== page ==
8 Shad Fishing

In the 1800s, shad were a major source of food for the inhabitants of Southern New Jersey, especially in Salem and Gloucester counties. A shad fish is large and not very difficult to catch. Other than the fact that it is a bonier fish than most, the shad is rich with its own distinct flavor and makes for a very hearty meal. In the Delaware River, shad are plentiful, making it a hard bargain to pass up in the nineteenth-century, and even today.

A True Shad Story
David Munn tells the story of his father as a small boy, 8 or 9 years old, living in Gloucester City around 1910. At the request of his mother, the boy would walk down to the Delaware River when the shad were running, at Gloucester beach, and hand a quarter to one of the fishermen hauling the nets. In return he would receive a large shad, wrapped in newspaper, which he balanced on his shoulder as he walked home to his mother, who awaited the centerpiece of the upcoming family meal.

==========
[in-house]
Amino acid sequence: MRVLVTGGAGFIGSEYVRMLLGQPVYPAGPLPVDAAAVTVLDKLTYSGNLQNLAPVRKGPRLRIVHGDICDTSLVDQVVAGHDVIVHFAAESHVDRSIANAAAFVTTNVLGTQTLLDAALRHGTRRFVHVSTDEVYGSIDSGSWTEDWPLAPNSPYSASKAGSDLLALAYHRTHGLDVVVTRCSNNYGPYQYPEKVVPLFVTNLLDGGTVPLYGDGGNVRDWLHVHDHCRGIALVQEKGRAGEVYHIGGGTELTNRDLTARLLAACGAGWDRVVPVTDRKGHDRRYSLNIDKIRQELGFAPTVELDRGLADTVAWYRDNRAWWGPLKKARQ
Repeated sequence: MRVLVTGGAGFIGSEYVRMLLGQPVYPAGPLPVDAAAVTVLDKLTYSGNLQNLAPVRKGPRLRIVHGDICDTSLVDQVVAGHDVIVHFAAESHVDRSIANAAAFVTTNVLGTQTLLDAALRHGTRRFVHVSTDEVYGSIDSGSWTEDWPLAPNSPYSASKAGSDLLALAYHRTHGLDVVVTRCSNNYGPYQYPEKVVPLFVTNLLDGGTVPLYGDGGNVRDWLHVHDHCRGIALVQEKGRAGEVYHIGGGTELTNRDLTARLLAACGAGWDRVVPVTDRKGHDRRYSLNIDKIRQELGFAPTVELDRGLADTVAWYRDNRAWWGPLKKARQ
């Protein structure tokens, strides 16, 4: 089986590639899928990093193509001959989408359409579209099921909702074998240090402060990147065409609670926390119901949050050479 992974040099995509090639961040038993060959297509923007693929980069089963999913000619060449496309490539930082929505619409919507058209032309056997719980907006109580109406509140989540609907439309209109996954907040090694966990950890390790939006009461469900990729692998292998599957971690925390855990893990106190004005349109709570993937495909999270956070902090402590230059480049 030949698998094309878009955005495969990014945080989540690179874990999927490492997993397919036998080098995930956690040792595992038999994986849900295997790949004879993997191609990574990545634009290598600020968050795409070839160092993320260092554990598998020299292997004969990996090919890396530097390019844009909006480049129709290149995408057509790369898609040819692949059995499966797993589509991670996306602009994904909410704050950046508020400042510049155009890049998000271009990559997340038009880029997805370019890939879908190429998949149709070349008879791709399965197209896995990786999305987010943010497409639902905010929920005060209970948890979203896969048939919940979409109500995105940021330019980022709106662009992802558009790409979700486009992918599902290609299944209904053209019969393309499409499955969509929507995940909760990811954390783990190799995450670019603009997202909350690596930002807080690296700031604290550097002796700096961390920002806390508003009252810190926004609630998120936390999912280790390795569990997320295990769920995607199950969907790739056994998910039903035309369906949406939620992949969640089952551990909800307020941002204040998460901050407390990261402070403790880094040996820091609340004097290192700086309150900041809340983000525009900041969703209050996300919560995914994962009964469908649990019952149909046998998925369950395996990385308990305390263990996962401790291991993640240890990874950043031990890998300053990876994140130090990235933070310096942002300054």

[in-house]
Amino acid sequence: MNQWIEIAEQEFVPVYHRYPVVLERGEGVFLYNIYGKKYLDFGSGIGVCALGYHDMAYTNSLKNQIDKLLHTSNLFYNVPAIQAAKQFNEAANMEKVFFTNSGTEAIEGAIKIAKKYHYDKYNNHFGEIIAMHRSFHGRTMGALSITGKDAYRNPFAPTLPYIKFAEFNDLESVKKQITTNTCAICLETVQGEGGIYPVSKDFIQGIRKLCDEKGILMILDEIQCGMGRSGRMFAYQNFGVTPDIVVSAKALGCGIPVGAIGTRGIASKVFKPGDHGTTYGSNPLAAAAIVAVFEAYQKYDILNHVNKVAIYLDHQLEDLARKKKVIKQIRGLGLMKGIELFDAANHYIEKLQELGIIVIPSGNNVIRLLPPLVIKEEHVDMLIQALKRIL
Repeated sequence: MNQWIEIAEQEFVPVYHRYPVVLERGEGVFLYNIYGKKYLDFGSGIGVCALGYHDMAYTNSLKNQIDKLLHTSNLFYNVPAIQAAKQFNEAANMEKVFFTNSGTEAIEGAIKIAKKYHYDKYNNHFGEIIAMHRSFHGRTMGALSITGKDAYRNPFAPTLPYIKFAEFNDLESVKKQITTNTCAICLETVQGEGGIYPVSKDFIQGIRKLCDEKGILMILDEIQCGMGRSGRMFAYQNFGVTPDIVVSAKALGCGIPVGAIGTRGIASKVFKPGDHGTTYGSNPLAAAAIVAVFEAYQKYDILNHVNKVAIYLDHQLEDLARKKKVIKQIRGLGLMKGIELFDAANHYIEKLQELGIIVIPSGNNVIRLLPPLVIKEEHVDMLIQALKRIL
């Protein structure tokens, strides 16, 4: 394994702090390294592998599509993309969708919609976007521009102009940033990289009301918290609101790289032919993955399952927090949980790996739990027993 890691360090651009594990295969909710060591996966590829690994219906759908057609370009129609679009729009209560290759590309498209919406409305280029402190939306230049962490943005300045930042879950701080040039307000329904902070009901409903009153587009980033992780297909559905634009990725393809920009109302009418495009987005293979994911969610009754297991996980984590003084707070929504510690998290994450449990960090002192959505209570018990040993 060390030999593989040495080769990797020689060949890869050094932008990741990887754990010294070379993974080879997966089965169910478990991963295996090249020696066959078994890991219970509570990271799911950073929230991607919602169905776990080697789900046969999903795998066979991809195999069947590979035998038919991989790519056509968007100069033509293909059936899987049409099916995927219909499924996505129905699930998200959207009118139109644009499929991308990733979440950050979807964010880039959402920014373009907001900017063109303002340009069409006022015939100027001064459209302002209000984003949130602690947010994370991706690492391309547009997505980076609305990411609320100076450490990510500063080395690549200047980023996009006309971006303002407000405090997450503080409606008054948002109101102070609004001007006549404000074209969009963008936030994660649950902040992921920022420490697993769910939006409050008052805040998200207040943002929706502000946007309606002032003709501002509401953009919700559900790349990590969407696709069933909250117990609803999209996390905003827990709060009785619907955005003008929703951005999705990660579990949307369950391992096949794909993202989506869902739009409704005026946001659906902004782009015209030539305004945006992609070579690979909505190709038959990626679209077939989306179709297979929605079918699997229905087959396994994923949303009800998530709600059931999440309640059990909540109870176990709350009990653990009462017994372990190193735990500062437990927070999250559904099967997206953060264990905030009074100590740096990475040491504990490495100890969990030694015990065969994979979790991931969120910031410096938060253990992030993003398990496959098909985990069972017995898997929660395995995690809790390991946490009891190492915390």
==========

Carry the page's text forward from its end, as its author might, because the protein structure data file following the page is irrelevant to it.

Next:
Thomas Eakins
Thomas Eakins was a famous nineteenth-century artist from Philadelphia who made studies of many different subjects in order to achieve what he considered his own style of realism. Eakins’ focused mainly with Americans in action, usually at their places of work.

Shad fishing on the Delaware was one subject that Eakins found interesting. Working from early photographs (c. 1881), he ­created a series of paintings about the fishermen of the ­Delaware at work near Gloucester City, New Jersey. Eakins’s renderings were popular. See two photos (made from recently rediscovered glass negatives) upon which he based his paintings as well as the accompanying lithograph from Harper’s Magazine dated 1889 that clearly copies Eakins’ original work.